Posts tagged with Score
Here's a look at our "new" box score for Kansas' 34-19 loss to Oklahoma.
A few quick takeaways ...
• About that passing offense ...
I mentioned this on Twitter, but KU's passing offense might have been even worse than you originally thought on Saturday.
KU had 16 passing yards but also lost 19 yards on three sacks. In our "new" box score, sacks count against passing totals, as the team technically was trying to pass.
In essence, on plays when the Jayhawks tried to throw the ball against OU on Saturday, they went backwards. And that was against an OU defense that continued to bring defenders closer to the line to stuff the run.
It's not all on KU quarterback Jake Heaps, and to be fair, he didn't have many opportunities to throw Saturday. But as the bad passing performances pile up, KU coach Charlie Weis has to at least consider shaking up the position because of its lack of production.
As bad as it was, KU's offense was better
Throw for negative-3 passing yards, and get better? Yep, that's the point KU's offense is at now.
Believe it or not, KU put up its best performance in Big 12 play against the Sooners. Take a look:
KU's 3.9 yards per play and 16.8 yards per possession are still not good, but they're better than what the Jayhawks put up in the previous two weeks.
The reason it doesn't look as good is because of context. KU (wisely) huddled on every play to slow down the pace of the game, and looking at the box score, it's one of the main reasons this game was close.
Give Weis credit for using this underdog tactic well (though he still needs a lot of work on fourth-down decisions). The Jayhawks will need to continue to shorten games against the Big 12's top teams to have a chance.
KU's defense takes step back
This game isn't like last week against TCU where nearly all the blame goes on the offense. KU's defense had its worst game in a few weeks.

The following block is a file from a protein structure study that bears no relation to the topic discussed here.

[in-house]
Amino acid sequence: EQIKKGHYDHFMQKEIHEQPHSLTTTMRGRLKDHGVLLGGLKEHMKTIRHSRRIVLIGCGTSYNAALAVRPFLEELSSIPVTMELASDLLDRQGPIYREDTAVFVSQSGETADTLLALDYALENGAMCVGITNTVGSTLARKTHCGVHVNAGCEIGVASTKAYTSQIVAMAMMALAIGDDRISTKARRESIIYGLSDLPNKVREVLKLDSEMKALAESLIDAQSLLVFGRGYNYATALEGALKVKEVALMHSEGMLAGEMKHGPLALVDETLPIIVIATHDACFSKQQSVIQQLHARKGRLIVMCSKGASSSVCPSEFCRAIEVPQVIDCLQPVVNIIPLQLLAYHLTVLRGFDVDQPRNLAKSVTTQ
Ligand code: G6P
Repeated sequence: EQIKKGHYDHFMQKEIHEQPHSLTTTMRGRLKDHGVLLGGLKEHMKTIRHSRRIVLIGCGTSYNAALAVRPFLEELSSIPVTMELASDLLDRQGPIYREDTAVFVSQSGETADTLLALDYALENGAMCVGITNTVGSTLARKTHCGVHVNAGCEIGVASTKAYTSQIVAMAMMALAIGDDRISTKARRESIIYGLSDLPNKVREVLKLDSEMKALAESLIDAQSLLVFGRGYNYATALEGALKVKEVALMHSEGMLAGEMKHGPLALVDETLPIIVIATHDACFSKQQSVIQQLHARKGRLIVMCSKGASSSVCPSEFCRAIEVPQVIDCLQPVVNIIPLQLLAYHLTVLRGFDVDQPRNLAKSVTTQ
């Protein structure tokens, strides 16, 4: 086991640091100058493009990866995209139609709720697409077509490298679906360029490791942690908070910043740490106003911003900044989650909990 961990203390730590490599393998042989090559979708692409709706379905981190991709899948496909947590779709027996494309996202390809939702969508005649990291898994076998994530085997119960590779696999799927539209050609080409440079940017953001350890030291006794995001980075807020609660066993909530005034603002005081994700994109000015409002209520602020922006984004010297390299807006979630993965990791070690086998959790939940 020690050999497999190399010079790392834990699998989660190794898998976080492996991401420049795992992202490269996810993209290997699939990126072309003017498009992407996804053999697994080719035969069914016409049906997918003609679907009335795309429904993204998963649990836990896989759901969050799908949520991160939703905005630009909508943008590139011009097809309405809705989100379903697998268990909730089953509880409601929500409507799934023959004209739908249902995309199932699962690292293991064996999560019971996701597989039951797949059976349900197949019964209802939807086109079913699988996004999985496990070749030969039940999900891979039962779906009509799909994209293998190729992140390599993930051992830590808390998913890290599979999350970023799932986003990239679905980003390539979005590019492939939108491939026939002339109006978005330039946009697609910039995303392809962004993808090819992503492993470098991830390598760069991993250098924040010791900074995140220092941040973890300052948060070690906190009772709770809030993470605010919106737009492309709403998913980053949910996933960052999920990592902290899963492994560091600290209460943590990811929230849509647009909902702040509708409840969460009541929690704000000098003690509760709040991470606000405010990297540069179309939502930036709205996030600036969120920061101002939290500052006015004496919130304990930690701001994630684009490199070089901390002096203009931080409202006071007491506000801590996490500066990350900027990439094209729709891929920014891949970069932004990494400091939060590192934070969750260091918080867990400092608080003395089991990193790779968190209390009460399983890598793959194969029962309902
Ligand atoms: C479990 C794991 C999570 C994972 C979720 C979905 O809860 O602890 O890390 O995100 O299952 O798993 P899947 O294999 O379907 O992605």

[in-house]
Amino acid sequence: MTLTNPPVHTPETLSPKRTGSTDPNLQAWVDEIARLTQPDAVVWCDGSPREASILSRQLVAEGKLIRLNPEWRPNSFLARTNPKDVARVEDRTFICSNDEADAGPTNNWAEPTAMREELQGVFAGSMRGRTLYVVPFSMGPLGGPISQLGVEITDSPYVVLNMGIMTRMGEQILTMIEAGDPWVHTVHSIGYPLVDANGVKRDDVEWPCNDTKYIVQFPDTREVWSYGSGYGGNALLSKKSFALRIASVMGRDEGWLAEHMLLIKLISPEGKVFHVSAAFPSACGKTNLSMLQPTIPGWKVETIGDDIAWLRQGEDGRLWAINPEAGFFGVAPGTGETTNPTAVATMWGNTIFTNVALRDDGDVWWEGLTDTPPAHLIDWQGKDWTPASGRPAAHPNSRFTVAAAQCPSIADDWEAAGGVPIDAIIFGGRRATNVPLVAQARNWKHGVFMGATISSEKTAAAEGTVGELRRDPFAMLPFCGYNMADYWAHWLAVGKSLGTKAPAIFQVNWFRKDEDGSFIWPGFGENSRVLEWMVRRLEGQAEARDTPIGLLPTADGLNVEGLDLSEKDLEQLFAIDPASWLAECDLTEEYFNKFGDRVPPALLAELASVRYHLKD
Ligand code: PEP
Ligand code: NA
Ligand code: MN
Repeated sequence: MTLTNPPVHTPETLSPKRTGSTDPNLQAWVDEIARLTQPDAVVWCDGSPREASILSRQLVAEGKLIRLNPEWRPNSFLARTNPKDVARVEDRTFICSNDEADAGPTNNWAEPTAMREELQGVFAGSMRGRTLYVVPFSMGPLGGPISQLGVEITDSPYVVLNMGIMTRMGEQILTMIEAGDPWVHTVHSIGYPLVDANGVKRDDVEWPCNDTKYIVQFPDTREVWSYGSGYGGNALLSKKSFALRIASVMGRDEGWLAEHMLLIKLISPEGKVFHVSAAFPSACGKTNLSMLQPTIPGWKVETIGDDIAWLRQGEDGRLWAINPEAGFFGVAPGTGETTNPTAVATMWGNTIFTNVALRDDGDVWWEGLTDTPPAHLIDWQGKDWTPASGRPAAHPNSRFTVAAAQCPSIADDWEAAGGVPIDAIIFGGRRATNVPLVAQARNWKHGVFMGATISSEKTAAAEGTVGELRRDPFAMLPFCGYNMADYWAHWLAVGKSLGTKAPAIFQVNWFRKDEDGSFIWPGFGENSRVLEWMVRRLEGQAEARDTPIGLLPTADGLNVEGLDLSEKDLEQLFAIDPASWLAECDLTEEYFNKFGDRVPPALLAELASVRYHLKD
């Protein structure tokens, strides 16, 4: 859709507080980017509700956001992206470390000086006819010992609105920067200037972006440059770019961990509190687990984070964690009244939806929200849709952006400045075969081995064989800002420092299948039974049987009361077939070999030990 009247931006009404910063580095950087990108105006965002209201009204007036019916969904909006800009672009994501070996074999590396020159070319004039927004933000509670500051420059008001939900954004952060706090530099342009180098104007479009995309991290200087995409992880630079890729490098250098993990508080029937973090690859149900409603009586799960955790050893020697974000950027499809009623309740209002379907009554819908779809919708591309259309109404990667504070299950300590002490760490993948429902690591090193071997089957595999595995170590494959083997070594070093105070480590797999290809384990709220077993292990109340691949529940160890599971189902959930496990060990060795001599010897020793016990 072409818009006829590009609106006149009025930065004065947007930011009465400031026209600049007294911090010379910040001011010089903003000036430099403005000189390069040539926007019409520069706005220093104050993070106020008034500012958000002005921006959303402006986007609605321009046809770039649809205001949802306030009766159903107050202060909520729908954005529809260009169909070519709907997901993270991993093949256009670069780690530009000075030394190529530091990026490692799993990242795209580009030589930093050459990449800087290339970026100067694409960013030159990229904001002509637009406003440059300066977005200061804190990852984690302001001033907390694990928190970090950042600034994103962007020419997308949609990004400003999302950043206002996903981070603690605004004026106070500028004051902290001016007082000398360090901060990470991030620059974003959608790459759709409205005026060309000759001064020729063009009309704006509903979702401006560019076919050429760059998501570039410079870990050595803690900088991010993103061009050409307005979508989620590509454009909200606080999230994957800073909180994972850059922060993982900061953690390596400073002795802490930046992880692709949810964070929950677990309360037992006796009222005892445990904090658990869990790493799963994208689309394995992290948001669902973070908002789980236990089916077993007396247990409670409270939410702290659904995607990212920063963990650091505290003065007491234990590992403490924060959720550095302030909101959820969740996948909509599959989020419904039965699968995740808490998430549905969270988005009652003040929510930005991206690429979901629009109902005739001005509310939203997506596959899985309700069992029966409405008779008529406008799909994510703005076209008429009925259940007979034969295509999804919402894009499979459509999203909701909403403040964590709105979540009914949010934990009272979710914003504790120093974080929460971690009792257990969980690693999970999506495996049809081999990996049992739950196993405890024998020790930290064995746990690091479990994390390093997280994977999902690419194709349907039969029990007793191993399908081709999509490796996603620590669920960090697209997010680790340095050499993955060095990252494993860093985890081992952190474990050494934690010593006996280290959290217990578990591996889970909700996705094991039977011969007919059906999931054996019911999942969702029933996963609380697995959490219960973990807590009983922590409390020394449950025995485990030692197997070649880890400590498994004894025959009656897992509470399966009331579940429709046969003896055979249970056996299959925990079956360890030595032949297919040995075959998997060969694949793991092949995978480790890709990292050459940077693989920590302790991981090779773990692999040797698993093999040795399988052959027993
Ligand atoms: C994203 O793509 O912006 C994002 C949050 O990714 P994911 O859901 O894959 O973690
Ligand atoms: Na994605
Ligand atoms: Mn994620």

KU allowed higher-than-NCAA-average totals in both yards per play (5.8) and yards per possession (31.9). The yards-per-possession number might have even looked worse if not for an OU game-clinching drive in the fourth quarter that gained a first down but netted just eight yards before a kneeldown.
On a windy day that should have hampered OU quarterback Blake Bell, KU's secondary wasn't its normal self. The Jayhawks had just two passes defensed (they average 6.7 per game) and also were burned repeatedly on third downs. Though OU averaged 6.8 yards to go on third downs, it converted seven of those 14 tries; the Jayhawks allowed third-down passing conversions on a third-and-12 (16 yards), third-and-6 (11 yards) and another third-and-6 (10 yards).
Though KU racked up the tackles-for-loss (nine), it overall didn't defend the run well, either. OU averaged a healthy 5.4 yards per rush and also had six 12-plus-yard runs on 44 carries.
Turnover luck helped Jayhawks
Honestly, it's tough from the box score above to see why this game was as close at it was.
Besides the aforementioned slow pace, KU's turnover luck also played the biggest role.
The Jayhawks had one interception while defending just two passes, which is a bit fortunate. Remember, about 21 percent of passes defended end up as interceptions.
On the flip side, OU's defense had five passes defended but no interceptions. Had one of those passes stuck, we're most likely talking about a blowout instead of a close game in the fourth quarter.
It's minor, but KU also recovered the only fumble of the game, which helped its cause as well.
Trevor Pardula doesn't save KU this time
The KU punter, who earned mid-season All-America recognition from Phil Steele earlier in the week, had by far his worst day while dealing with a steady wind and a flood of OU pressure.
Pardula's five punts netted just 27.8 yards; remember, this was the same player who netted 55.8 yards on five punts last month against LA Tech.
OU's punting wasn't any better (five punts, 25.8 yards), but on a day when OU clearly won the field-position battle (starting at its own 36 compared to KU starting at its own 30), the Jayhawks could have made up a lot of ground with an average game from Pardula. They didn't get it.
Can O-line keep it up?
The Jayhawks, who had no 12-plus-yard rushes last week against TCU and just two in Big 12 play coming in, had four in the first quarter and six overall against Oklahoma.